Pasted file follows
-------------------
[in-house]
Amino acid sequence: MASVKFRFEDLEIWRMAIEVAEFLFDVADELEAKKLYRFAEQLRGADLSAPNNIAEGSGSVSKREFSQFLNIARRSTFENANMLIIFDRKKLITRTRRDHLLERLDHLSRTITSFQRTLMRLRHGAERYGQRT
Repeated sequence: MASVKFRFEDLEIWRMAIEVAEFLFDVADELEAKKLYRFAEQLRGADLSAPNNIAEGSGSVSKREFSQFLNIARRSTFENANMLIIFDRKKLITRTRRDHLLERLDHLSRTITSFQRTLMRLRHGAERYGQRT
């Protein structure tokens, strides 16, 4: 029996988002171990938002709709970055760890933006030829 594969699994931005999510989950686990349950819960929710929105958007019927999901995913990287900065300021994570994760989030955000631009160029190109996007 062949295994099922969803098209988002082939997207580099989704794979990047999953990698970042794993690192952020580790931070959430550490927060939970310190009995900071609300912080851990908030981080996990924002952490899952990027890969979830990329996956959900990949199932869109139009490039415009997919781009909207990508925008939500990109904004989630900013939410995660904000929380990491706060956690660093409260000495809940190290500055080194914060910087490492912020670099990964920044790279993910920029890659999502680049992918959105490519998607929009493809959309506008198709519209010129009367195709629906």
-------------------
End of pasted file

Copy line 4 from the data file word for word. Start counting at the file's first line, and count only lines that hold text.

């Protein structure tokens, strides 16, 4: 029996988002171990938002709709970055760890933006030829 594969699994931005999510989950686990349950819960929710929105958007019927999901995913990287900065300021994570994760989030955000631009160029190109996007 062949295994099922969803098209988002082939997207580099989704794979990047999953990698970042794993690192952020580790931070959430550490927060939970310190009995900071609300912080851990908030981080996990924002952490899952990027890969979830990329996956959900990949199932869109139009490039415009997919781009909207990508925008939500990109904004989630900013939410995660904000929380990491706060956690660093409260000495809940190290500055080194914060910087490492912020670099990964920044790279993910920029890659999502680049992918959105490519998607929009493809959309506008198709519209010129009367195709629906």